International Day of Persons with Disabilities

Written by CWD Editor
Last updated Tuesday December 22 2020

Careers with Disabilities are celebrating the International Day of Persons with Disabilities (IDPWD). There are one billion people around the work who are disabled, meaning disabled people account for over 15% of the global population. IDPWD is an annual day for celebration, reflection, learning and action.

What is IDPWD?

IDPWD is a United Nations-sanctioned day celebrated annually across the world on the 3rd of December. While IDPWD is one day on the international calendar, it symbolises the actions and celebrations everyone should all take all year round to help create more diverse and accepting communities.

  • Celebration

Recognising the value of diversity within our communities and treasuring the importance and acceptance of people with disabilities.

  • Learning

Understanding and learning from the experiences of those living with a disability. It is the aim of IDPWD to educate people within our communities about the barriers to inclusion that disabled people face.

  • Optimism

Looking to the future and reflecting on the ways in which we can create a world where nobody is characterised by their disability. IDPWD is all about being optimistic and positive in our outlook towards equal human rights.

  • Action

Not only showing our support for disabled people across the world, but making a commitment to create equal opportunities for all. This includes providing opportunities for supported education, training, volunteering and employment for people with disabilities.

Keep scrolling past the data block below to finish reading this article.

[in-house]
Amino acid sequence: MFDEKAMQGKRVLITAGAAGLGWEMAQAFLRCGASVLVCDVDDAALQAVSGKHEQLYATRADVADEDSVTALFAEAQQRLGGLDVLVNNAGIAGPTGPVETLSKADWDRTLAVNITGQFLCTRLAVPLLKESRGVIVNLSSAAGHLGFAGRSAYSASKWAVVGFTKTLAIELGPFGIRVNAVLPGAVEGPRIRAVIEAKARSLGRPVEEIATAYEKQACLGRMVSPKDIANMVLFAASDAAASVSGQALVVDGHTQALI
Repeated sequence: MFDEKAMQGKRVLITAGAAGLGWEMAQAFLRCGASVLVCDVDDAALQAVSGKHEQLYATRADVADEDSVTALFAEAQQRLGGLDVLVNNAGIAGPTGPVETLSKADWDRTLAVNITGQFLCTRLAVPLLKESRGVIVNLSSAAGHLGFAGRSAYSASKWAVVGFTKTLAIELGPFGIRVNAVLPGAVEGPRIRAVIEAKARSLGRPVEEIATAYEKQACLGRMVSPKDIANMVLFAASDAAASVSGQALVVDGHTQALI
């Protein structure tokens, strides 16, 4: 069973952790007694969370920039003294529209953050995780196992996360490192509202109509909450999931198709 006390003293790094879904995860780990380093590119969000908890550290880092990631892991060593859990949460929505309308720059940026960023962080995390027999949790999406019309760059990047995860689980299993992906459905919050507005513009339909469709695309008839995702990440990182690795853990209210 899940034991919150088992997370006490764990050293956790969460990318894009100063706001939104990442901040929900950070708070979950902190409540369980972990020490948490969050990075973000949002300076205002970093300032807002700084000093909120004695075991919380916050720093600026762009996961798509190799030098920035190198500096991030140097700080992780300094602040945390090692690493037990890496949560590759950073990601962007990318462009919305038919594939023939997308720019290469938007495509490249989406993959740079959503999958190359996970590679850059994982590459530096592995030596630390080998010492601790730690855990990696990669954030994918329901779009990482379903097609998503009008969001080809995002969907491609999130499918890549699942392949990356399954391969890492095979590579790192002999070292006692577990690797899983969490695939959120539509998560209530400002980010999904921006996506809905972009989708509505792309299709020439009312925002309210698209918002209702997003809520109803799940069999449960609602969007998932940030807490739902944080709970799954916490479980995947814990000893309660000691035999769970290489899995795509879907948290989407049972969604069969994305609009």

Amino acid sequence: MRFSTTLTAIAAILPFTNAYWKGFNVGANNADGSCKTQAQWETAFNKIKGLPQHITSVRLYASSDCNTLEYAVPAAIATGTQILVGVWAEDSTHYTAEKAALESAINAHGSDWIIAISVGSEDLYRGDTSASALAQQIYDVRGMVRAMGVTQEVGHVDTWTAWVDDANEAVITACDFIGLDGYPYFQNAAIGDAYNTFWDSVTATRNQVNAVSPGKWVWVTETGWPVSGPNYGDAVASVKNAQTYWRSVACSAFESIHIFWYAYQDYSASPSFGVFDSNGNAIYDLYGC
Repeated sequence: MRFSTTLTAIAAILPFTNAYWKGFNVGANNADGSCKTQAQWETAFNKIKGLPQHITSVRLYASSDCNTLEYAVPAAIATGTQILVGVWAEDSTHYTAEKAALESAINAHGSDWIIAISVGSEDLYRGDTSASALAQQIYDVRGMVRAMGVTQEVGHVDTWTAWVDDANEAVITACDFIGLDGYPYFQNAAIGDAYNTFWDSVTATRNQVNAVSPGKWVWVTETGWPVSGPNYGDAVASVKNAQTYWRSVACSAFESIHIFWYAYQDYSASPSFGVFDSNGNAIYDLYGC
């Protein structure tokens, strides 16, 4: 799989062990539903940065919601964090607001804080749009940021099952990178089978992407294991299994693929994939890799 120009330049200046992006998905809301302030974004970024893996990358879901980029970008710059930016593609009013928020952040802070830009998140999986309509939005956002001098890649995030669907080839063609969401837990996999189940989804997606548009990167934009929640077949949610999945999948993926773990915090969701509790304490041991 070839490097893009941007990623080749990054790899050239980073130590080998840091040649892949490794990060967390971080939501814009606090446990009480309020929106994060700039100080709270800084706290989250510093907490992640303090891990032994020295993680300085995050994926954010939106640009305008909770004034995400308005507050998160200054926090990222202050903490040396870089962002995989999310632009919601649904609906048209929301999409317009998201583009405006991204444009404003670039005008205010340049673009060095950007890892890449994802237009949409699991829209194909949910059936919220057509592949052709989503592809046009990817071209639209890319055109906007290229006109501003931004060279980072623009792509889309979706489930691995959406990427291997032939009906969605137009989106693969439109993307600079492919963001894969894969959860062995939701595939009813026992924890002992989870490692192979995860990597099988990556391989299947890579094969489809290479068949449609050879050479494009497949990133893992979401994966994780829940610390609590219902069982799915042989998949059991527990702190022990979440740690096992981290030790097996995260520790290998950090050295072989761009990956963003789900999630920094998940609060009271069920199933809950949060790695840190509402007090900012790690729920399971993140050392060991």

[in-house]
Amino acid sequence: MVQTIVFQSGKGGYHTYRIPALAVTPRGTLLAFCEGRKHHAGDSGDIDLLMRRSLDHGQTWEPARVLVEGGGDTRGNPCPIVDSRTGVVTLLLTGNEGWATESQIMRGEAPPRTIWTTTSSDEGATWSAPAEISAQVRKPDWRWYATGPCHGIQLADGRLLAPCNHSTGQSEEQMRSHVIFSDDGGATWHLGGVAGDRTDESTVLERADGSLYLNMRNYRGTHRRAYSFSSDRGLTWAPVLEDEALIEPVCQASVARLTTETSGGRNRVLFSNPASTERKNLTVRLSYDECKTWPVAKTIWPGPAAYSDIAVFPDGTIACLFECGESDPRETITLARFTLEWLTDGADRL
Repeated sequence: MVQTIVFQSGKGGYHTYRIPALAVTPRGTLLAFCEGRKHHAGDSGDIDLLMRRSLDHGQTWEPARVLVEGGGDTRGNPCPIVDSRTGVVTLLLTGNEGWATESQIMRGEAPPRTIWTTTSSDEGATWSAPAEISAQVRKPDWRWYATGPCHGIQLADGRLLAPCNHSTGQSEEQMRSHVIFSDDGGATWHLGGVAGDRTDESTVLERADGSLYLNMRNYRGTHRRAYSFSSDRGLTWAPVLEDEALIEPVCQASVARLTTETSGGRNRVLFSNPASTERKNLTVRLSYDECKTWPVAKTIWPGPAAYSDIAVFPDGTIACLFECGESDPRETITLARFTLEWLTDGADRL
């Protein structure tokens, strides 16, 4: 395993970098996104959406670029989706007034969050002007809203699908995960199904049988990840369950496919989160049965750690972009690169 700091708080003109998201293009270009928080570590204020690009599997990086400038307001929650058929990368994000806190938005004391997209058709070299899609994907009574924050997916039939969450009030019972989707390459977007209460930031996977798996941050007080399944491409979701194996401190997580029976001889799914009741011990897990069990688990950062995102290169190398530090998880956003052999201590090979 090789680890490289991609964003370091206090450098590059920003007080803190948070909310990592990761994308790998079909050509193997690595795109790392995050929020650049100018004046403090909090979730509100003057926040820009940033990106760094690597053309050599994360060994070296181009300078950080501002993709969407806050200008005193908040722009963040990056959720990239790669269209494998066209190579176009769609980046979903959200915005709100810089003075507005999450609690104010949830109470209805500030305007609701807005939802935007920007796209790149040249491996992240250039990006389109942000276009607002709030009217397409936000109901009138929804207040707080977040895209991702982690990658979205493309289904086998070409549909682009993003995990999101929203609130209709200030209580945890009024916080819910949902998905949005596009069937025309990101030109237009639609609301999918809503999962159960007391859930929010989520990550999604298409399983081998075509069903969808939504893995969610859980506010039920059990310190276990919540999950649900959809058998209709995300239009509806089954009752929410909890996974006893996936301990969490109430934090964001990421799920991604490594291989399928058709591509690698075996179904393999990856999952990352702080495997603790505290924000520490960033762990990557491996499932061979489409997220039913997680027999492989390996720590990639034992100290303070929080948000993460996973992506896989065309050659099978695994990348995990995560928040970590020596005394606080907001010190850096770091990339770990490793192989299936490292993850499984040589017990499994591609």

IDPWD 2020 Theme: “Not All Disabilities Are Visible”

This year IDPWD focuses on raising awareness and understanding of disabilities that are not immediately apparent, known as non-visible disabilities. In the UK, over two thirds of all disabled people have a non-visible disability.

Non-visible disabilities include mental illnesses such as anxiety, bipolar or depression, as well as chronic pain or fatigue, sight or hearing impairments, diabetes, brain injuries, and neurodiversity such as autism or Asperger’s.

Removing the barriers people with disabilities are facing should be a top priority. This includes both visible and non-visible disabilities. The COVID-19 pandemic has further brought the importance of this to light. Many disabled people are dealing with isolation, disconnect, inequality, disrupted routine and diminished services. As the world continues to battle the coronavirus, we must consider how the pandemic is impacting those with mental health conditions.

How will Careers with Disabilities celebrate?

Careers with Disabilities exist to promote equality for disabled people across the UK. We celebrate and recognise all that disabled people bring to our communities all year round. On IDPWD we aim to raise the profile of disability inclusion. Careers with Disabilities want to spark a conversation about equal employment opportunities for all.

In honour of the theme for 2020, Careers with Disabilities aim to raise awareness of non-visible disabilities, particularly in the workplace. We want to help educate employers on how to create a supportive working environment; all employees should feel confident to disclose their disability and ask for the support that they deserve.

There are a number of ways employers can support workers living with a non-visible disability, such as creating openness and honesty in the workplace and offering employees flexible working options. For more information and resources, visit our guide to non-visible disabilities.

For more information about how Careers with Disabilities can support your business, get in contact with our team.

Last Updated: Tuesday December 22 2020

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